• First, “Head” can be translated in two ways; Origin & Authority. Man is either the origin of women or the authority of the women. Personally I see that both of these are valid ways of understanding the word “Head” however, both of these need to be grasped to appreciate the roles of both men and women in their relationship to each other. If Origin is the correct understanding then we aught not get up in arms about the whole issue because Paul is not calling man the authority over the women. Rather he is explaining the origin, and even the order of creation. Remember Paul is already addressing the issue of dis-order in the church concerning the freedom and status of women. So in the beginning God made Adam, a man and gave him dominion over all of creation, this was not a license from God to abuse all things under him. No, as Adam was without sin in that moment it was God entrusting him with a great responsibility to care for those things which by nature were less superior to himself being made in the very image of God. But then God saw that Adam/Man was not complete. Therefore unlike Aristotle is was not women who is incomplete it is man who is incomplete without the women. Together they make life. A new kind of ‘man’ is created from the original man. Adam does not have the same kind of superiority to Eve as he does to the rest of creation. But his job is still the same, because he was created first he must care for all of creation. Eve would become his partner in this work. After the fall of man Adam would  maintain his superiority as being in Gods image but he and the women had fallen. Both were perfect before and both were now corrupted by their rebellion to God. Mans role remains, as Paul describes, he came first, he cares for the women.
  • This is what leads me to the possibility of the word “Head” meaning ‘Authority’. If that is so then what does authority mean. Well just like in the order of creation mankind was given a dominant role. This word like authority is corrupted by sinful men abusing that power that comes with the title. Authority as in this same passage is related to being like Christ to the church. The answer then is love, care, commitment, compassion, understanding, patience, trustworthy. When man functions as Christ does for his bride she can rightly humble herself to the guidance/leadership/authority of the man. This of course if hard for non-Christians to try, and it is hard for those Christians who have a hard time walking out a Christlike marriage.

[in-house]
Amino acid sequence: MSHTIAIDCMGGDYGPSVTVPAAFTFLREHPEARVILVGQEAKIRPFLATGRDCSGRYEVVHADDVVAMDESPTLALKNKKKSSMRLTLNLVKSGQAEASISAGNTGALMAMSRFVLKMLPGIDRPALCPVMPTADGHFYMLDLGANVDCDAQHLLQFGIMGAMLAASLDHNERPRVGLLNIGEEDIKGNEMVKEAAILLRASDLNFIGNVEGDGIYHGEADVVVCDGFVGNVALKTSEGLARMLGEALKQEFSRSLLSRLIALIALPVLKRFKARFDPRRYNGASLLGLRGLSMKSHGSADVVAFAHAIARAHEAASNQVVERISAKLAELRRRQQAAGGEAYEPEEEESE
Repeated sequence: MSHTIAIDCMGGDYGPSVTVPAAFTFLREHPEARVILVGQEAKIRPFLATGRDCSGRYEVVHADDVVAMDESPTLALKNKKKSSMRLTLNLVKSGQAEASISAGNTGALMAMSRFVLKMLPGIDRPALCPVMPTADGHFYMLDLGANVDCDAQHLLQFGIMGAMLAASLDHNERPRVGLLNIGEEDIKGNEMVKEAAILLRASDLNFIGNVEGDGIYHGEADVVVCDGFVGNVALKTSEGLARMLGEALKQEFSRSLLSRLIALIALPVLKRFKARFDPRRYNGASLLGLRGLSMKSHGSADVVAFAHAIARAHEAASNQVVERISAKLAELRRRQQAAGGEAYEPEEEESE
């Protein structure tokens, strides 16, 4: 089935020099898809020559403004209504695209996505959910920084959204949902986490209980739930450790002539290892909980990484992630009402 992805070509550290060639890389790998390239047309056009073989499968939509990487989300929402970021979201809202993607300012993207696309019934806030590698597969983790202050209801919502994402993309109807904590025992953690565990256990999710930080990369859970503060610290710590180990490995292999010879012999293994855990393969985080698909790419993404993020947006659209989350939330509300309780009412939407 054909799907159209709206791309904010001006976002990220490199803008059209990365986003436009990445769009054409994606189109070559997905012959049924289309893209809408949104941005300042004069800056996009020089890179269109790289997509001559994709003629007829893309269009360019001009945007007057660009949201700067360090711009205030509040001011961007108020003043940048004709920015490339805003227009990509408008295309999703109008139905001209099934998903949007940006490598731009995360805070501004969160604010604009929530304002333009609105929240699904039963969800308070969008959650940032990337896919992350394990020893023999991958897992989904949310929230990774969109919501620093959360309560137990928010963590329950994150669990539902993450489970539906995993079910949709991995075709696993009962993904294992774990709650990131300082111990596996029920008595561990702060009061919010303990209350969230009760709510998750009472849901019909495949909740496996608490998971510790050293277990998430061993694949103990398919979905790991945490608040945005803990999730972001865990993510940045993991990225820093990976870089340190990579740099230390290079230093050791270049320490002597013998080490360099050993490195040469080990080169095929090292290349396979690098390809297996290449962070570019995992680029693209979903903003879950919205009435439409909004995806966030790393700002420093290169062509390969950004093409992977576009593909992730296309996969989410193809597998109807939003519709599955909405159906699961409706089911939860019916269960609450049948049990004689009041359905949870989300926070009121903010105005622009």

All that to say, I am still working out a conservative christian position that the man aught to lead in a marriage, to have authority. But to outright quench the work of the spirit in women for the glory of the kingdom of God is not right. Its not biblical. Think of two of the earliest and most successful missionaries. The Samaritan women at the well, and Marry Magdalene. The Samaritan brings the good news of the messiah to her entire town who believes. Marry brings the good news of Christ’s resurrection to the unbelieving disciples.

Finally considering the big picture of Paul’s work in writing to Corinth he is advocating for a better way in working through the tough issues of the time. What is the most loving way? I am saddened by two things the suppression of the role of women in the kingdom of God and the Godless approach of over emphasizing feminist agendas in our culture. Again, I’m not so much angry or bent out of shape as I am sad to see that these two extremes are unloving in their approaches to creating better communities. If however, your understanding of the leadership/authority of the man in Christian communities is important then the Love of Christ must be ever stronger in those communities and the practice of men loving their wives as Christ loves the church must always be stressed. Not the other way around, stressing women’s submission over mans love, care, commitment, compassion, understanding, patience, and trustworthiness.

The wrong approach would be to either despise the feminist movement and embrace the error of Christian groups downplaying the role of women in community.

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To despise the Christian communities way of suppressing women and join arms with the feminist movements who have plenty of their own issues.

Rather we should seek a literal understanding of the text in its original context. I hope this helps just a little. Much more could be done to get into the context or expound on verses.

– Jesse Evans